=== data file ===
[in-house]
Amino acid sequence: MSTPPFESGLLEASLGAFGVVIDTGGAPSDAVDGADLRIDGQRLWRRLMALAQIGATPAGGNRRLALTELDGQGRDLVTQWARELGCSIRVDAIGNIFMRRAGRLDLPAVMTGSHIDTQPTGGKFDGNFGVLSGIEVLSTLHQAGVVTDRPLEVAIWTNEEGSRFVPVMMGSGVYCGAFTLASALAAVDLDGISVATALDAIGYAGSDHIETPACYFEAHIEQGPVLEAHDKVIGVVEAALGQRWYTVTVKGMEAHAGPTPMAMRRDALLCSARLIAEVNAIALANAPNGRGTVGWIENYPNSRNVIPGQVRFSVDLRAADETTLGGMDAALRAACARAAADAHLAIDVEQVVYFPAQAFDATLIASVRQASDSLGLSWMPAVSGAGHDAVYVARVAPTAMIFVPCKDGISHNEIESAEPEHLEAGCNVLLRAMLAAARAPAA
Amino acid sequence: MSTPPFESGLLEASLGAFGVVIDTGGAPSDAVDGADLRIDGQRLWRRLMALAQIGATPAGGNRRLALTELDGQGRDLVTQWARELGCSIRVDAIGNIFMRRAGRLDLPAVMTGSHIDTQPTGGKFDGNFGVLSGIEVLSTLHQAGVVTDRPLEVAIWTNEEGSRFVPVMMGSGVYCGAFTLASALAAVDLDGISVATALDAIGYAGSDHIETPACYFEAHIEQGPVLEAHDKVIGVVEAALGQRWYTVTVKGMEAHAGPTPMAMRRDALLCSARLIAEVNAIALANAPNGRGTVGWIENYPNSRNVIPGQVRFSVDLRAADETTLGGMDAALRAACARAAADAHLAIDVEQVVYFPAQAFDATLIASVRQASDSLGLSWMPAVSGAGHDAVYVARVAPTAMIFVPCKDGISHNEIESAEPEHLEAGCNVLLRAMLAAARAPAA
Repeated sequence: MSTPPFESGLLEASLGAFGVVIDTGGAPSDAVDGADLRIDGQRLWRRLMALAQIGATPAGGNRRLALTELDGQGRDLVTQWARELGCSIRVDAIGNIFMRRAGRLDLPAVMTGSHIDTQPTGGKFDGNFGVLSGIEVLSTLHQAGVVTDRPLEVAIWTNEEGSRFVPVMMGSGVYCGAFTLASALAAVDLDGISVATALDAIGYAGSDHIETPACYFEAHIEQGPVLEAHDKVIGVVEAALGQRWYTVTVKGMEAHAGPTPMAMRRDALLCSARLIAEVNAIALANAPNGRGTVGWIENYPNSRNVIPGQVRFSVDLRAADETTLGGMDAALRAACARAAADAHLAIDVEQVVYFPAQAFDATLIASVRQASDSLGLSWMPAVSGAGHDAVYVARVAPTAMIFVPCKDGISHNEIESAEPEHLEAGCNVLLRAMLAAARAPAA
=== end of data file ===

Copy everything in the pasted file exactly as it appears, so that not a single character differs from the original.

[in-house]
Amino acid sequence: MSTPPFESGLLEASLGAFGVVIDTGGAPSDAVDGADLRIDGQRLWRRLMALAQIGATPAGGNRRLALTELDGQGRDLVTQWARELGCSIRVDAIGNIFMRRAGRLDLPAVMTGSHIDTQPTGGKFDGNFGVLSGIEVLSTLHQAGVVTDRPLEVAIWTNEEGSRFVPVMMGSGVYCGAFTLASALAAVDLDGISVATALDAIGYAGSDHIETPACYFEAHIEQGPVLEAHDKVIGVVEAALGQRWYTVTVKGMEAHAGPTPMAMRRDALLCSARLIAEVNAIALANAPNGRGTVGWIENYPNSRNVIPGQVRFSVDLRAADETTLGGMDAALRAACARAAADAHLAIDVEQVVYFPAQAFDATLIASVRQASDSLGLSWMPAVSGAGHDAVYVARVAPTAMIFVPCKDGISHNEIESAEPEHLEAGCNVLLRAMLAAARAPAA
Amino acid sequence: MSTPPFESGLLEASLGAFGVVIDTGGAPSDAVDGADLRIDGQRLWRRLMALAQIGATPAGGNRRLALTELDGQGRDLVTQWARELGCSIRVDAIGNIFMRRAGRLDLPAVMTGSHIDTQPTGGKFDGNFGVLSGIEVLSTLHQAGVVTDRPLEVAIWTNEEGSRFVPVMMGSGVYCGAFTLASALAAVDLDGISVATALDAIGYAGSDHIETPACYFEAHIEQGPVLEAHDKVIGVVEAALGQRWYTVTVKGMEAHAGPTPMAMRRDALLCSARLIAEVNAIALANAPNGRGTVGWIENYPNSRNVIPGQVRFSVDLRAADETTLGGMDAALRAACARAAADAHLAIDVEQVVYFPAQAFDATLIASVRQASDSLGLSWMPAVSGAGHDAVYVARVAPTAMIFVPCKDGISHNEIESAEPEHLEAGCNVLLRAMLAAARAPAA
Repeated sequence: MSTPPFESGLLEASLGAFGVVIDTGGAPSDAVDGADLRIDGQRLWRRLMALAQIGATPAGGNRRLALTELDGQGRDLVTQWARELGCSIRVDAIGNIFMRRAGRLDLPAVMTGSHIDTQPTGGKFDGNFGVLSGIEVLSTLHQAGVVTDRPLEVAIWTNEEGSRFVPVMMGSGVYCGAFTLASALAAVDLDGISVATALDAIGYAGSDHIETPACYFEAHIEQGPVLEAHDKVIGVVEAALGQRWYTVTVKGMEAHAGPTPMAMRRDALLCSARLIAEVNAIALANAPNGRGTVGWIENYPNSRNVIPGQVRFSVDLRAADETTLGGMDAALRAACARAAADAHLAIDVEQVVYFPAQAFDATLIASVRQASDSLGLSWMPAVSGAGHDAVYVARVAPTAMIFVPCKDGISHNEIESAEPEHLEAGCNVLLRAMLAAARAPAA